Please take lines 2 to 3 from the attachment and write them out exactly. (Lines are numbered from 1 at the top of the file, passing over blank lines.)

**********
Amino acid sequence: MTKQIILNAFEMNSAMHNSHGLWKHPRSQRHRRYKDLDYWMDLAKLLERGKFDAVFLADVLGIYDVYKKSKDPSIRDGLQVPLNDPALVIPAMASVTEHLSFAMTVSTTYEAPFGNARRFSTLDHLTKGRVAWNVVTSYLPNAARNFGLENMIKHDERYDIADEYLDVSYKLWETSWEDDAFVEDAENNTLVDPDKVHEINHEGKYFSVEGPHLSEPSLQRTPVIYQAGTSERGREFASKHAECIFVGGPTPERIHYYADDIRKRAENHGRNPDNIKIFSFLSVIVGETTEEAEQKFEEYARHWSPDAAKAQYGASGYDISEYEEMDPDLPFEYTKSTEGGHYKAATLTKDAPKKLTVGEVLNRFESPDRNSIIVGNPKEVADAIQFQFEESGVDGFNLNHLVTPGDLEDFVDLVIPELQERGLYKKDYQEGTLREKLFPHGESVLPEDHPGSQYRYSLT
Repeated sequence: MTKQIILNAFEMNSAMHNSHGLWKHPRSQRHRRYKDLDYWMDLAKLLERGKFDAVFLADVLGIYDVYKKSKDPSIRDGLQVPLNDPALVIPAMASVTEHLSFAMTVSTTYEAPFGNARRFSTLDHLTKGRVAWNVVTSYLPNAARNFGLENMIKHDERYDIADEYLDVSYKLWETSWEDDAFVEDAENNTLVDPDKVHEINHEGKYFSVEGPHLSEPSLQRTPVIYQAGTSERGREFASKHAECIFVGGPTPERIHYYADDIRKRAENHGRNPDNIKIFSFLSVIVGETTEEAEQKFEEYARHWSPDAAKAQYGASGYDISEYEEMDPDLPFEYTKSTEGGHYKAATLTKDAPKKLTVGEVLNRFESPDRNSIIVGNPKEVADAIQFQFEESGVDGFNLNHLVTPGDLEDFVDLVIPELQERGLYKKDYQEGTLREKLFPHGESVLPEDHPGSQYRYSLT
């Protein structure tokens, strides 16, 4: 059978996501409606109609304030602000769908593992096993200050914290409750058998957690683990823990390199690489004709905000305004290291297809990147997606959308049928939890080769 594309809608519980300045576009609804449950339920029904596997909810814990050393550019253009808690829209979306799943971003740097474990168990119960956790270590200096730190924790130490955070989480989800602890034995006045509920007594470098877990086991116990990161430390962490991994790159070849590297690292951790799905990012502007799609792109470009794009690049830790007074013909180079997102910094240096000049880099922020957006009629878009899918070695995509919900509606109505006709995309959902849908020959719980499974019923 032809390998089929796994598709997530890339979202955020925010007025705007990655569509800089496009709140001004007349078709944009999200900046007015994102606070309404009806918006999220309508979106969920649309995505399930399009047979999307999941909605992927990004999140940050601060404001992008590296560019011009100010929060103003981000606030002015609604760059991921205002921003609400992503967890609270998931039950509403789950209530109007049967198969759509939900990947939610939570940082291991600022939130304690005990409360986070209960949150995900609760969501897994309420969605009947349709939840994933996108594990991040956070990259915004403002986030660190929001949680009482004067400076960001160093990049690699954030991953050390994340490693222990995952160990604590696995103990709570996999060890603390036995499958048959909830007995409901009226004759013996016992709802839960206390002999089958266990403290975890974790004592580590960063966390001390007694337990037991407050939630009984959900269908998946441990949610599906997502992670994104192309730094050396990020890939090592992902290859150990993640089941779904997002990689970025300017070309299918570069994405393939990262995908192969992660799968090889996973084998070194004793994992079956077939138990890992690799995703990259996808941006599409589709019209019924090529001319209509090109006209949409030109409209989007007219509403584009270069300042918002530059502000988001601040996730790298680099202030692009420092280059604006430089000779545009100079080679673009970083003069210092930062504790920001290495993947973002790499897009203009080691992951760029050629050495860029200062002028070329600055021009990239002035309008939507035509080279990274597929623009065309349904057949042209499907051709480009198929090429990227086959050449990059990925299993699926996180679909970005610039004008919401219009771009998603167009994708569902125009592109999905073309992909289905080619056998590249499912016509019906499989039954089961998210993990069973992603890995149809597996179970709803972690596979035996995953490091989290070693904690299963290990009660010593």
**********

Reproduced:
Repeated sequence: MTKQIILNAFEMNSAMHNSHGLWKHPRSQRHRRYKDLDYWMDLAKLLERGKFDAVFLADVLGIYDVYKKSKDPSIRDGLQVPLNDPALVIPAMASVTEHLSFAMTVSTTYEAPFGNARRFSTLDHLTKGRVAWNVVTSYLPNAARNFGLENMIKHDERYDIADEYLDVSYKLWETSWEDDAFVEDAENNTLVDPDKVHEINHEGKYFSVEGPHLSEPSLQRTPVIYQAGTSERGREFASKHAECIFVGGPTPERIHYYADDIRKRAENHGRNPDNIKIFSFLSVIVGETTEEAEQKFEEYARHWSPDAAKAQYGASGYDISEYEEMDPDLPFEYTKSTEGGHYKAATLTKDAPKKLTVGEVLNRFESPDRNSIIVGNPKEVADAIQFQFEESGVDGFNLNHLVTPGDLEDFVDLVIPELQERGLYKKDYQEGTLREKLFPHGESVLPEDHPGSQYRYSLT
């Protein structure tokens, strides 16, 4: 059978996501409606109609304030602000769908593992096993200050914290409750058998957690683990823990390199690489004709905000305004290291297809990147997606959308049928939890080769 594309809608519980300045576009609804449950339920029904596997909810814990050393550019253009808690829209979306799943971003740097474990168990119960956790270590200096730190924790130490955070989480989800602890034995006045509920007594470098877990086991116990990161430390962490991994790159070849590297690292951790799905990012502007799609792109470009794009690049830790007074013909180079997102910094240096000049880099922020957006009629878009899918070695995509919900509606109505006709995309959902849908020959719980499974019923 032809390998089929796994598709997530890339979202955020925010007025705007990655569509800089496009709140001004007349078709944009999200900046007015994102606070309404009806918006999220309508979106969920649309995505399930399009047979999307999941909605992927990004999140940050601060404001992008590296560019011009100010929060103003981000606030002015609604760059991921205002921003609400992503967890609270998931039950509403789950209530109007049967198969759509939900990947939610939570940082291991600022939130304690005990409360986070209960949150995900609760969501897994309420969605009947349709939840994933996108594990991040956070990259915004403002986030660190929001949680009482004067400076960001160093990049690699954030991953050390994340490693222990995952160990604590696995103990709570996999060890603390036995499958048959909830007995409901009226004759013996016992709802839960206390002999089958266990403290975890974790004592580590960063966390001390007694337990037991407050939630009984959900269908998946441990949610599906997502992670994104192309730094050396990020890939090592992902290859150990993640089941779904997002990689970025300017070309299918570069994405393939990262995908192969992660799968090889996973084998070194004793994992079956077939138990890992690799995703990259996808941006599409589709019209019924090529001319209509090109006209949409030109409209989007007219509403584009270069300042918002530059502000988001601040996730790298680099202030692009420092280059604006430089000779545009100079080679673009970083003069210092930062504790920001290495993947973002790499897009203009080691992951760029050629050495860029200062002028070329600055021009990239002035309008939507035509080279990274597929623009065309349904057949042209499907051709480009198929090429990227086959050449990059990925299993699926996180679909970005610039004008919401219009771009998603167009994708569902125009592109999905073309992909289905080619056998590249499912016509019906499989039954089961998210993990069973992603890995149809597996179970709803972690596979035996995953490091989290070693904690299963290990009660010593």